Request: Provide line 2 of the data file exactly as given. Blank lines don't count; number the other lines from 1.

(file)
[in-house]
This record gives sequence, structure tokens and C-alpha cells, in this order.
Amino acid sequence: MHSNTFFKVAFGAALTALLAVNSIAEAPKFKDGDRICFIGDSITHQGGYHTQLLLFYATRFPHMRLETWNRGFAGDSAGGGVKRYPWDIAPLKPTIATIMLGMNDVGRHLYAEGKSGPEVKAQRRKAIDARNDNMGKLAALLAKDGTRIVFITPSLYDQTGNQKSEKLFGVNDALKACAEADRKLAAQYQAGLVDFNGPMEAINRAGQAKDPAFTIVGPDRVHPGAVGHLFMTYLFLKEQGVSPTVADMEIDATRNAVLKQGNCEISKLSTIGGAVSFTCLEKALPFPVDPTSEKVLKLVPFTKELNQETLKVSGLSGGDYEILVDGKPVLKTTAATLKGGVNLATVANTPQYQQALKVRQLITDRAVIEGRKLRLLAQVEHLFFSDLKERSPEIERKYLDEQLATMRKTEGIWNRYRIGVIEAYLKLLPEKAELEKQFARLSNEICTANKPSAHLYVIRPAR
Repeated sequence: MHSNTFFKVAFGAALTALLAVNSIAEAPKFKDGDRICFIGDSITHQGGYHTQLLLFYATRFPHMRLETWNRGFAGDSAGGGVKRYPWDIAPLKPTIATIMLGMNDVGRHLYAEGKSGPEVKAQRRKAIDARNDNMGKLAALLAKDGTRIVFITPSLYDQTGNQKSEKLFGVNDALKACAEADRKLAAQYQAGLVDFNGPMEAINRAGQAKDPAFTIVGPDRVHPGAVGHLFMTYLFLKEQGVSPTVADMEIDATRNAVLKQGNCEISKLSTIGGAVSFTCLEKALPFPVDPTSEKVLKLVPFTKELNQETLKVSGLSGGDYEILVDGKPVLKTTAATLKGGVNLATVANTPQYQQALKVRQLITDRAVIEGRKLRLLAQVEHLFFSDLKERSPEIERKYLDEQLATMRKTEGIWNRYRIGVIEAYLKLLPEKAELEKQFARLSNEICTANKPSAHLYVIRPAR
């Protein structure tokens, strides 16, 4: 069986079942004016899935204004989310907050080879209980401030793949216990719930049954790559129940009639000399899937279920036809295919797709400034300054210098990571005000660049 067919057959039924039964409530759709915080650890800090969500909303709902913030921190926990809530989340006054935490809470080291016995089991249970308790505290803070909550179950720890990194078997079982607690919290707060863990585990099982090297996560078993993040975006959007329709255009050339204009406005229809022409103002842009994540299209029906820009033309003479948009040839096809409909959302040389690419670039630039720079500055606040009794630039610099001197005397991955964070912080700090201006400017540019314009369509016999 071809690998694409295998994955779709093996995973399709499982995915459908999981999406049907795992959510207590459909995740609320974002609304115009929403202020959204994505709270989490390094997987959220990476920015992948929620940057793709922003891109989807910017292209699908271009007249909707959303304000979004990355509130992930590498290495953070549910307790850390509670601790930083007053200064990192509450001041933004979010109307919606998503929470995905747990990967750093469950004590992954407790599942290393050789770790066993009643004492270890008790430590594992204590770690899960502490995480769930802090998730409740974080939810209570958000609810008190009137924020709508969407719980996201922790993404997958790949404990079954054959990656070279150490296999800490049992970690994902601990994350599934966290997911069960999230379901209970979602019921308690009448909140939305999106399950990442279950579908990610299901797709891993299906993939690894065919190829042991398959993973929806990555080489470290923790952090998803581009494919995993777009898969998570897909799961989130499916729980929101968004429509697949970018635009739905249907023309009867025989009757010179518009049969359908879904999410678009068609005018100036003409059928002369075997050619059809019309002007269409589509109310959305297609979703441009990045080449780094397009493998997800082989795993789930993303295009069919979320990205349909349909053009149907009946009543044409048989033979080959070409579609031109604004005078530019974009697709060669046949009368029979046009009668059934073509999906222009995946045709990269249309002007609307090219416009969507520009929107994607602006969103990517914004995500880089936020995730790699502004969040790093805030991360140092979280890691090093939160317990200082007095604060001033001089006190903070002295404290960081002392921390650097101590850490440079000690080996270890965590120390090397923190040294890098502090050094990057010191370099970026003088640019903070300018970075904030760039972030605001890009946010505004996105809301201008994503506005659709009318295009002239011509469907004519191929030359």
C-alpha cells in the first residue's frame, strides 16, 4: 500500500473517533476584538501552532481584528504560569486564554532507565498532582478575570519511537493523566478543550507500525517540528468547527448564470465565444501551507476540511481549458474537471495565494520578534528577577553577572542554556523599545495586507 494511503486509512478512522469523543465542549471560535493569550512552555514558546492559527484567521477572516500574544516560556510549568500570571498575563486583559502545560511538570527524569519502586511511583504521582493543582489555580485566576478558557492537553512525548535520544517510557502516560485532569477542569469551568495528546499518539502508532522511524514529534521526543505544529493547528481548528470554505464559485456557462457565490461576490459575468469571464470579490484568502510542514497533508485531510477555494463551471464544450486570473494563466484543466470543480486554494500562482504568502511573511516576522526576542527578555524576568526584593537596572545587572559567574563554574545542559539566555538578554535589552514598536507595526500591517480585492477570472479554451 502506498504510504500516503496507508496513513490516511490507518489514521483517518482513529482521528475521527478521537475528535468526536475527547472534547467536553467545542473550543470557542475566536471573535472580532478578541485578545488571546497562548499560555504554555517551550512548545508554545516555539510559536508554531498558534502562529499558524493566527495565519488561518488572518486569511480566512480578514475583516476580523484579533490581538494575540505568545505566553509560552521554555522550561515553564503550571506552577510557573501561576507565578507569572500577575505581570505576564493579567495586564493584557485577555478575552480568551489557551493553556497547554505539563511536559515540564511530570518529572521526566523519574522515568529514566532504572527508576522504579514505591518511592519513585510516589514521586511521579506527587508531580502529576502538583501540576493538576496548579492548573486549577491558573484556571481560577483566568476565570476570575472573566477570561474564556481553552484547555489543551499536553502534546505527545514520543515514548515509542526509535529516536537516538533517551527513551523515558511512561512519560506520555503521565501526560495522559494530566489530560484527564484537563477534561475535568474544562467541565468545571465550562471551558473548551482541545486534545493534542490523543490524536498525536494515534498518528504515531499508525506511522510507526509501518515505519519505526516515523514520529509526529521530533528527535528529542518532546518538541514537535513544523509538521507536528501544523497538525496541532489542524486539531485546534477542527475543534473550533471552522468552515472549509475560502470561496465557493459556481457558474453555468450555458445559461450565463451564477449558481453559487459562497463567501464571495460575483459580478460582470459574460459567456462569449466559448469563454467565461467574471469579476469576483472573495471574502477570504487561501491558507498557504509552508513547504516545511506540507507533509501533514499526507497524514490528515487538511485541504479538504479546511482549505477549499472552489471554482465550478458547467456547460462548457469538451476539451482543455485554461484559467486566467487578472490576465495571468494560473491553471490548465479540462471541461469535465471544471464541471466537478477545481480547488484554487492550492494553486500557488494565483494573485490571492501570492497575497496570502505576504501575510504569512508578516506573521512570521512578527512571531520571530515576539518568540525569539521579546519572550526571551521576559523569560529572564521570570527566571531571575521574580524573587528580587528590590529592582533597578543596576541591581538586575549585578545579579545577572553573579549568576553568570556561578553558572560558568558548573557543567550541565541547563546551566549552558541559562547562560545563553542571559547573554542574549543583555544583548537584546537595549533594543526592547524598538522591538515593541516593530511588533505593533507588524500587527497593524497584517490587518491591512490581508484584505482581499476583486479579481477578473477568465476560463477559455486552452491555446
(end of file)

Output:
This record gives sequence, structure tokens and C-alpha cells, in this order.